Here is the example she cites as the most egregious:
In the book, the Flyte family basically opposes Julia's engagement to Rex. In fact, the catchesis of the moral pygmy Rex Motram, who as a purely materialist capitalist is in Julia's words, "half a man", takes up the whole mid-point of the book. The family is seriously worried about Rex's lack of "spiritual curiosity," but Lady Marchmain respects her daughter's freedom too much to interfere in her daughter's marriage. Then, when it is discovered that Rex had been previously married and divorced, the Flyte family vigorously opposes the marriage and eventually Julia is cut off for leaving her faith to marry a divorced man.Barbara' article has plenty of quotations illustrating the anti-Christian bias of the screenwriter and asks:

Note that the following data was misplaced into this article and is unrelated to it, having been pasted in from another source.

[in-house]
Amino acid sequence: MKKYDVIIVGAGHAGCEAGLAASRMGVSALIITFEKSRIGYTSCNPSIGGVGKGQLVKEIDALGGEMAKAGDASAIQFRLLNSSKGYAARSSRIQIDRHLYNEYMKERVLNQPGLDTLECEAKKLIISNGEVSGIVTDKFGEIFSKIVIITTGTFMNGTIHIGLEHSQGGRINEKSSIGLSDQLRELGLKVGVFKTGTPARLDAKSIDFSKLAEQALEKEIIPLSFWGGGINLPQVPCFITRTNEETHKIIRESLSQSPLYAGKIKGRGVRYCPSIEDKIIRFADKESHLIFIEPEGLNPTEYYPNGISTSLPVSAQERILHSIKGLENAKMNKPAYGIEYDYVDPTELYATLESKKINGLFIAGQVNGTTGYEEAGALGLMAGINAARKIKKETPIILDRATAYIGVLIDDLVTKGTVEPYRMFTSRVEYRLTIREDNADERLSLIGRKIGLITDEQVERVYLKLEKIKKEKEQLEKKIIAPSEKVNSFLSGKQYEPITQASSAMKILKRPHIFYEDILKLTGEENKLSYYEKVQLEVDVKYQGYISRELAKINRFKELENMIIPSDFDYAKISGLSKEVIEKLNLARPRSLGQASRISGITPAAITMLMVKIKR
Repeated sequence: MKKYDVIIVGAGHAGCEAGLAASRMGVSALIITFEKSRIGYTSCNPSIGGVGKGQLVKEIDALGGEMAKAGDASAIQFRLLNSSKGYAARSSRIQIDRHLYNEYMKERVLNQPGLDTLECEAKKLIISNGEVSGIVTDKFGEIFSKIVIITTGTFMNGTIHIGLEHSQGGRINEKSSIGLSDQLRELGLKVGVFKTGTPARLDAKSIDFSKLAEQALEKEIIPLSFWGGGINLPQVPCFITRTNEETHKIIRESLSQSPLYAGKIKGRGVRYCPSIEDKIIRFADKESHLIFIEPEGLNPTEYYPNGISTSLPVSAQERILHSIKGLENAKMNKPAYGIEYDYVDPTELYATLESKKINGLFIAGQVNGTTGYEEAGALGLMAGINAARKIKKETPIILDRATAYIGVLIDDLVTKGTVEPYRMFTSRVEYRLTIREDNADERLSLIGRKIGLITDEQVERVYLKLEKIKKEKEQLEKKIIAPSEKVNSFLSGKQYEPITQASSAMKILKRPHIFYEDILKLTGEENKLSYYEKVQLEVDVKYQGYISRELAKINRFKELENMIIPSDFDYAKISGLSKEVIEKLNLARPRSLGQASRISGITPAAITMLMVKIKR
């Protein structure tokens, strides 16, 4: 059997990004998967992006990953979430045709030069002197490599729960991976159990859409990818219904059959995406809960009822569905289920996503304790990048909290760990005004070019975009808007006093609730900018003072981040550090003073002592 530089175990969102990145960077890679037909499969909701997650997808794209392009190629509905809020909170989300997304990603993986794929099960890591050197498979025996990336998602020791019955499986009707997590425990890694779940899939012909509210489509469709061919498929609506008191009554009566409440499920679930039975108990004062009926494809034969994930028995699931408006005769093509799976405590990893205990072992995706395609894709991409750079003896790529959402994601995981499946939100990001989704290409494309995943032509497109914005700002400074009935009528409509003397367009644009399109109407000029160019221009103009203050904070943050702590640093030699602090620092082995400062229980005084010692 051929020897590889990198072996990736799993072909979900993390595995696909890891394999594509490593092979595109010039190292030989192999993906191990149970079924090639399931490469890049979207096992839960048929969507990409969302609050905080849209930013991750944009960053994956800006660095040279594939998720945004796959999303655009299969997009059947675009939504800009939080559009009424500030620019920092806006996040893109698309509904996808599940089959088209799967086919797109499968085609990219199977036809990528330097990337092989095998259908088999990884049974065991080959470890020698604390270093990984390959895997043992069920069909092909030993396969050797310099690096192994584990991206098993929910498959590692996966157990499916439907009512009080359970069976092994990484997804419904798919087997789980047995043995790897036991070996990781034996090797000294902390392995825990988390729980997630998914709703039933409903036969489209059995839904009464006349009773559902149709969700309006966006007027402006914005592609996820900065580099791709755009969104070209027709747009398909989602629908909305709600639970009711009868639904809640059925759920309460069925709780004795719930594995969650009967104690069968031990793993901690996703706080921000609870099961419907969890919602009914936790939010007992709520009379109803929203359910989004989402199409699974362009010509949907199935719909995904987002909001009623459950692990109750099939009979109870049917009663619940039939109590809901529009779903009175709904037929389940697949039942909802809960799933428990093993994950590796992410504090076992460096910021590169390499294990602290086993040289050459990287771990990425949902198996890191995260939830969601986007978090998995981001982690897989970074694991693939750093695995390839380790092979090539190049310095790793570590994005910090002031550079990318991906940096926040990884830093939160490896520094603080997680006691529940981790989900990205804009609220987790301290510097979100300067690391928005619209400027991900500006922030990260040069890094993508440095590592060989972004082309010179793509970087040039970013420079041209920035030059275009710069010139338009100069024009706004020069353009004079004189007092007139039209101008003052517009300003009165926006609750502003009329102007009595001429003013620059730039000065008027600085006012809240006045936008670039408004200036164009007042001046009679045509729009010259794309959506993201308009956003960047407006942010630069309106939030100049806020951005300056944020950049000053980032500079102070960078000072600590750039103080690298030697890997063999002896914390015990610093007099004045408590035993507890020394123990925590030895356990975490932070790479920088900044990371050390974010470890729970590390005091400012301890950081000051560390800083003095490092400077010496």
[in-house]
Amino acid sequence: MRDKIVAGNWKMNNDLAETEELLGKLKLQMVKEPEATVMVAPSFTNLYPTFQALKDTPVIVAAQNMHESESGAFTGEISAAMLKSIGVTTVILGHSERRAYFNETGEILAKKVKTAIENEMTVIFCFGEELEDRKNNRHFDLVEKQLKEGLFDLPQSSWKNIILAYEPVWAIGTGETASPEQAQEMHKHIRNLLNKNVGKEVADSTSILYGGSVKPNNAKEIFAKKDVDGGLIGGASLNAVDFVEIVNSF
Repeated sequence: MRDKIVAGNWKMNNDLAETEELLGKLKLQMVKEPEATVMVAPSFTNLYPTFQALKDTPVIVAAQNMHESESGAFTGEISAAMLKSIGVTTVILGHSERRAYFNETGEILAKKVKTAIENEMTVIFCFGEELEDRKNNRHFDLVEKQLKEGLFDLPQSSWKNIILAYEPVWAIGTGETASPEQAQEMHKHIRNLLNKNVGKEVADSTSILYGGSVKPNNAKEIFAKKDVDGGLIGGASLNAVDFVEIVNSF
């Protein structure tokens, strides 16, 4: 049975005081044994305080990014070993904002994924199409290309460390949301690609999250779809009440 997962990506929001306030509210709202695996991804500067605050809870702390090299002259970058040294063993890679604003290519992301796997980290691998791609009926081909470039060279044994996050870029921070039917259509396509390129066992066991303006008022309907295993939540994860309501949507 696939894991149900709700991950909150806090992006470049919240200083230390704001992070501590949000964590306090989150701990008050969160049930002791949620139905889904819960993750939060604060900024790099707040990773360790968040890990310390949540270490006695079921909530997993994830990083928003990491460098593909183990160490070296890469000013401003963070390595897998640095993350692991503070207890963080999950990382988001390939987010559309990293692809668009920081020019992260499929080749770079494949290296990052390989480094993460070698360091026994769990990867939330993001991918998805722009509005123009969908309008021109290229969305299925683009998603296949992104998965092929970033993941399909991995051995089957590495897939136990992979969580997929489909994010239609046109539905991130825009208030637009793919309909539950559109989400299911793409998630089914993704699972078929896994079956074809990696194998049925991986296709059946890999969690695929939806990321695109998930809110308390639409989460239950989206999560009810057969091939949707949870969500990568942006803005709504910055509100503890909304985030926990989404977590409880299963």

In the movie, when Charles asks Julia why she married Rex she basically says that her mother forced her to do it because Rex was a rich Catholic.
Why would producers choose a writer who so completely despises the core themes of the source material to adapt them for the screen?It's a long time since I read Brideshead. Sounds as though I ought to re-familiarise myself now that the film has been released in the UK.